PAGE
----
A hedging strategy. An absence of commitment. A loophole. What was that worth to the client? It was probably worth nothing! The attachment itself said DRAFT on every page.

Surely the second point would be better:

I would be happy to make changes based on your feedback.

I swallowed hard. This, too, said nothing of consequence. This was being sent to the client! She was paying for this; if she didn’t like it, she would request changes and I would make them. That’s how this worked. And whether I was happy to make the changes was entirely irrelevant. Even if I wasn’t happy—let’s say being asked to make changes made me very angry—it would not change the underlying dynamic.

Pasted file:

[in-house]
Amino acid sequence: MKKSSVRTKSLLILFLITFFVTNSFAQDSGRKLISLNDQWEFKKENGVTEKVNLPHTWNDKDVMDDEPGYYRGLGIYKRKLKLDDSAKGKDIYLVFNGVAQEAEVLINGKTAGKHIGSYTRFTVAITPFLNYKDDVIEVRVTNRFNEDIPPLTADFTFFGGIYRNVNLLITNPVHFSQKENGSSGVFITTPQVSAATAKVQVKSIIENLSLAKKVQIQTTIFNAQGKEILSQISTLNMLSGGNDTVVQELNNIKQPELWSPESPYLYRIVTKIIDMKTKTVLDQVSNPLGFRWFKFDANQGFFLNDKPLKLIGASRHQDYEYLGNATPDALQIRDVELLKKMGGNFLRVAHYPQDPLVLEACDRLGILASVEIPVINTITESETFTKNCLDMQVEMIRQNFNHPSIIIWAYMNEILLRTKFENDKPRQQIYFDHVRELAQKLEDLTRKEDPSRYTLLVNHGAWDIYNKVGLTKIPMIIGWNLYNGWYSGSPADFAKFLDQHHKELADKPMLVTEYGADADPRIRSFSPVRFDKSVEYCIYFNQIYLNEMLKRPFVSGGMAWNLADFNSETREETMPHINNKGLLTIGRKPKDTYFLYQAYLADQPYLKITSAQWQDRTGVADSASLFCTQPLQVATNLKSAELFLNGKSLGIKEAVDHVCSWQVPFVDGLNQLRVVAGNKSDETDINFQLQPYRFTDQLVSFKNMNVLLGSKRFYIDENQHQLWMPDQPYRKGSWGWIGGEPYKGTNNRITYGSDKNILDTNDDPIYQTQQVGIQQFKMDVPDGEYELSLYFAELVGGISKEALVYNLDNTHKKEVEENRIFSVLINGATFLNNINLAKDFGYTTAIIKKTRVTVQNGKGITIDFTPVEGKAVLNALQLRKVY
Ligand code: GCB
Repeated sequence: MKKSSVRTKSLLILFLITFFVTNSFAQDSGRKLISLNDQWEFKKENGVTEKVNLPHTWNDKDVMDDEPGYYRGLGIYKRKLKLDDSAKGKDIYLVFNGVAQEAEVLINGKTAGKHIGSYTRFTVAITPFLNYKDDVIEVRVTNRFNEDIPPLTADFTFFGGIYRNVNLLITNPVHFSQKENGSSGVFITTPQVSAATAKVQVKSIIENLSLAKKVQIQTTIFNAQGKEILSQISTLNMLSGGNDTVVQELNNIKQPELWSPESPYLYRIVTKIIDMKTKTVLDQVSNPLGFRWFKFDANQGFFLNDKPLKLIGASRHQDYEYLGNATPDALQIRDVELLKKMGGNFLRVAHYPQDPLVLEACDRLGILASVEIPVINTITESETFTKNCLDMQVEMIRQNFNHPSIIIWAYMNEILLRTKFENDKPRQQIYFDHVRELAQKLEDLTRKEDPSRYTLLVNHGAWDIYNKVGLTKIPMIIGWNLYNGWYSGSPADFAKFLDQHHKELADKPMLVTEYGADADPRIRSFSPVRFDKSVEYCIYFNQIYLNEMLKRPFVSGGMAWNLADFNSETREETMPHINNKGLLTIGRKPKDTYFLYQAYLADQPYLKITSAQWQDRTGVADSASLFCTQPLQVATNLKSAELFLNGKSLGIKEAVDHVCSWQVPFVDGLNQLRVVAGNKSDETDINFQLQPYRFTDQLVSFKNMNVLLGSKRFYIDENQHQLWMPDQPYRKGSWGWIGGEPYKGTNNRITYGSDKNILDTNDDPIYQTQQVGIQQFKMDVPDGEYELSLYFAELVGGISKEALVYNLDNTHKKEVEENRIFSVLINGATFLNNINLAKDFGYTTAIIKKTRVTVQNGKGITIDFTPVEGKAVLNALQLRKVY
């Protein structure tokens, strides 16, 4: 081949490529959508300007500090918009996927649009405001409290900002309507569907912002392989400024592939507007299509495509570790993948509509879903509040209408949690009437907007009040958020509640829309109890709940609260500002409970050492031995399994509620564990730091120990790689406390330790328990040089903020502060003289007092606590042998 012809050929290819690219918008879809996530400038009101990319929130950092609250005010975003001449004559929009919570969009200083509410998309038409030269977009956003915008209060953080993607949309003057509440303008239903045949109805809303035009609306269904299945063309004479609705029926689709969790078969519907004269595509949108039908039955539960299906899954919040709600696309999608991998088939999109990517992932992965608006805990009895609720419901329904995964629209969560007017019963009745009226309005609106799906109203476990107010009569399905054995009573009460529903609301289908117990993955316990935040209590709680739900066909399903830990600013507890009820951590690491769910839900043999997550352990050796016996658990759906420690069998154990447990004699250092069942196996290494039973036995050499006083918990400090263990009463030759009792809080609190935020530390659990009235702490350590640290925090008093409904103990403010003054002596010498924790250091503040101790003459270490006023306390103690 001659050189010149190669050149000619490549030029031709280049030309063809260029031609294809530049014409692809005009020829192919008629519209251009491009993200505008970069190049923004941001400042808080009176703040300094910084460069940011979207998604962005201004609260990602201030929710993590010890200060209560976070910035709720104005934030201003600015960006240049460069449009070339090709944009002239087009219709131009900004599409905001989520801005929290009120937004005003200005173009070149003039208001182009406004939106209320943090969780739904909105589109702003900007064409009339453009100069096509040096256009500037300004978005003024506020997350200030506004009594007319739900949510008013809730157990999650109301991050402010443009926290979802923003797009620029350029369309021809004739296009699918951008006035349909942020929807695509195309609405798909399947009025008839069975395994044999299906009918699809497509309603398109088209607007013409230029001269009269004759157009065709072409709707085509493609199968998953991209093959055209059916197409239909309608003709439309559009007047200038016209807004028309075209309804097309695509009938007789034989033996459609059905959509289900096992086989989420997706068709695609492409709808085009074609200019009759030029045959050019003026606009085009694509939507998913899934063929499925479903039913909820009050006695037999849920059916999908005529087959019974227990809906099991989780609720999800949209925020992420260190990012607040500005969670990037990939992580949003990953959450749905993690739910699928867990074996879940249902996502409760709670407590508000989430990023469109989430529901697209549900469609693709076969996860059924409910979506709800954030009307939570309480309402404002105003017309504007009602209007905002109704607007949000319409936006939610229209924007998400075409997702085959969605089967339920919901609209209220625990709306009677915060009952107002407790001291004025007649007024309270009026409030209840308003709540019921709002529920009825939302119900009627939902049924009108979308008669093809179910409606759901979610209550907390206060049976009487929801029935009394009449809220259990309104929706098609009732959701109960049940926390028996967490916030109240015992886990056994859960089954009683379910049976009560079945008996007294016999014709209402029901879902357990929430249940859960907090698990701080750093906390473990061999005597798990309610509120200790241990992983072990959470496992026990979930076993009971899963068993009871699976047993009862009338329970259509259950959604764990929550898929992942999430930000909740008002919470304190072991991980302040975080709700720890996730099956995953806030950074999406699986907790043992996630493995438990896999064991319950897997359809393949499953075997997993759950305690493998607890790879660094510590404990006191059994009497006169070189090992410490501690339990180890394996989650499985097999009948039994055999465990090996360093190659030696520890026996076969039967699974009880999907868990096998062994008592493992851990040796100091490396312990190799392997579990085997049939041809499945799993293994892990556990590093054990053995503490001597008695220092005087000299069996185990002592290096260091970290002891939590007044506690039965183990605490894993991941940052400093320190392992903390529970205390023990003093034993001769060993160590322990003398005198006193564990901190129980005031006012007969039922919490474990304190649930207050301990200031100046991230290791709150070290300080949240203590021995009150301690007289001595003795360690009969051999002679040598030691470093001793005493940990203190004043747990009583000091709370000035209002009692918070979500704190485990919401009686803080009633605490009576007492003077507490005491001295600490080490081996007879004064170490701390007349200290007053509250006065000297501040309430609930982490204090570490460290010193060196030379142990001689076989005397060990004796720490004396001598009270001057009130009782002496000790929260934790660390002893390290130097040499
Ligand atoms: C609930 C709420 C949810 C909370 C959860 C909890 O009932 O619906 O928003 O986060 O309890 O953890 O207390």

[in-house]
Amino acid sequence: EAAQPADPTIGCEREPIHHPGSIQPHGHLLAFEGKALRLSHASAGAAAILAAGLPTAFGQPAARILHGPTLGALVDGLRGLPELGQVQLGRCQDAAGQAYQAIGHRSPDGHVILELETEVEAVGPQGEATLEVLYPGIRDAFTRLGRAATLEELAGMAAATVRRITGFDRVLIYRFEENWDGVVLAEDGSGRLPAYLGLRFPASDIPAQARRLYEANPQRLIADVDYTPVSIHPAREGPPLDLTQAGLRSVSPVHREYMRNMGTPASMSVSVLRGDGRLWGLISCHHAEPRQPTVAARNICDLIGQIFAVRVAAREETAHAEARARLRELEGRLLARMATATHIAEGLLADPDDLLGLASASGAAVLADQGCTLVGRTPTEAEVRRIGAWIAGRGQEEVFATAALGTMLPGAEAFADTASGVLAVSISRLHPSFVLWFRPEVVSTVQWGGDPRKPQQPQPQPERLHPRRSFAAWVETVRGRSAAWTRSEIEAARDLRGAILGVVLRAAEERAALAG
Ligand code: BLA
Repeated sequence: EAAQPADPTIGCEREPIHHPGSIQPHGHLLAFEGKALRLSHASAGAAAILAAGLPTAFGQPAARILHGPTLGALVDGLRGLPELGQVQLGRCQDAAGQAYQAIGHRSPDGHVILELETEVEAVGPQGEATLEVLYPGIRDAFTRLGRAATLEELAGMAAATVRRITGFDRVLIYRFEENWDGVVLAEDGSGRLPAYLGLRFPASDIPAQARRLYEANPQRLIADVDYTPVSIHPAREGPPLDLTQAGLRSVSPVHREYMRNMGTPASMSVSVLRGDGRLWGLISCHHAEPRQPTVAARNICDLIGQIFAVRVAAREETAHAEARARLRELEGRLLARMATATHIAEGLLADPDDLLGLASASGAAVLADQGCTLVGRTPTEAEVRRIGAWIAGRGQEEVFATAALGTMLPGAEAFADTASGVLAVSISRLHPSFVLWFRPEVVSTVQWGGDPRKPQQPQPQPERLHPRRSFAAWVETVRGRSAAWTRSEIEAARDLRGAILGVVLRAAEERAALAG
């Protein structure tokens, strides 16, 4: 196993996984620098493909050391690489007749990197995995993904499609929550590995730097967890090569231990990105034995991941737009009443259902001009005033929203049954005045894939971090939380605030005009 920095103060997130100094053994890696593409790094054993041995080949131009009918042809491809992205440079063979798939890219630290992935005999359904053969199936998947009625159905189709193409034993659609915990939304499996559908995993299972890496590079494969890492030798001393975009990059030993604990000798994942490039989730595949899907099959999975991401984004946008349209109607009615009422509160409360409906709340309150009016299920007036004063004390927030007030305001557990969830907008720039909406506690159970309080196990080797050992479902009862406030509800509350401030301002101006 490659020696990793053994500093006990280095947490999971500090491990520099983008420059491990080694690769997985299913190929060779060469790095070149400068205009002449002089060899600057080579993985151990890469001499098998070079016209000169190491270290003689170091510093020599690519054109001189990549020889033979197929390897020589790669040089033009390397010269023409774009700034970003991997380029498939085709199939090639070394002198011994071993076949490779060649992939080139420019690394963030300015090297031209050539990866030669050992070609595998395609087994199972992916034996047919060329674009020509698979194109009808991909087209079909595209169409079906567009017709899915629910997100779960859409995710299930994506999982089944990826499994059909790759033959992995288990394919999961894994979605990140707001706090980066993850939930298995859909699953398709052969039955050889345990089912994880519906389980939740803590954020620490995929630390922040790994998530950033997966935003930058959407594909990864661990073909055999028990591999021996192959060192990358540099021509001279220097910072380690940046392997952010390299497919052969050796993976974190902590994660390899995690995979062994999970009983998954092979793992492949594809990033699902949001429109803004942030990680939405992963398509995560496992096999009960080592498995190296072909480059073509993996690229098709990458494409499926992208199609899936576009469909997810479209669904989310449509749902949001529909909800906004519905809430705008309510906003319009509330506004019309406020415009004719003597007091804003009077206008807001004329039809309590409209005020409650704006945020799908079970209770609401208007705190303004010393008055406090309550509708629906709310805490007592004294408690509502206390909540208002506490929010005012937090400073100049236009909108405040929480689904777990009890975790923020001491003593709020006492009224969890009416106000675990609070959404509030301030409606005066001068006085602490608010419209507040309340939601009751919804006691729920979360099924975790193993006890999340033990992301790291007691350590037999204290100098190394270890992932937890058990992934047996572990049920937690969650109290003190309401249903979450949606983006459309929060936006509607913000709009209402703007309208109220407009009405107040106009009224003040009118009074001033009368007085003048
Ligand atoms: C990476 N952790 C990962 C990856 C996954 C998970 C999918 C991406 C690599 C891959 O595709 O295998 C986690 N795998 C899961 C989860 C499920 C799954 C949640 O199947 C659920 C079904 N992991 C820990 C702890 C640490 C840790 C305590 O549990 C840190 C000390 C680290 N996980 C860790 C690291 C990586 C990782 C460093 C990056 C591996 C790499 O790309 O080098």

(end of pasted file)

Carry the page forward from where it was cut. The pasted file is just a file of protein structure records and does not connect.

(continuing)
I was feeling uneasy. My entire career was based on emails like this one. It was all I did.

With mounting anxiety I reviewed the third item:

I’ll be out of pocket for a few hours but will be back online tonight.

This was the worst of all! This one was unquestionably worth nothing! The memo was not due any time soon. My short-term whereabouts simply did not matter. I was demonstrating some kind of commitment to responsiveness—which, again, did not matter. She could expect it, or not, and I would deliver it, or not. My statement was not worth noting. It was in fact worth nothing.

As I sat there stunned—at that very moment—our office manager appeared in the door to offer me the promotion.

Next: The Narrator Refutes His Critics and Begins a Critical New Position

Can’t wait to read the whole thing? A full version of The Promotion is available on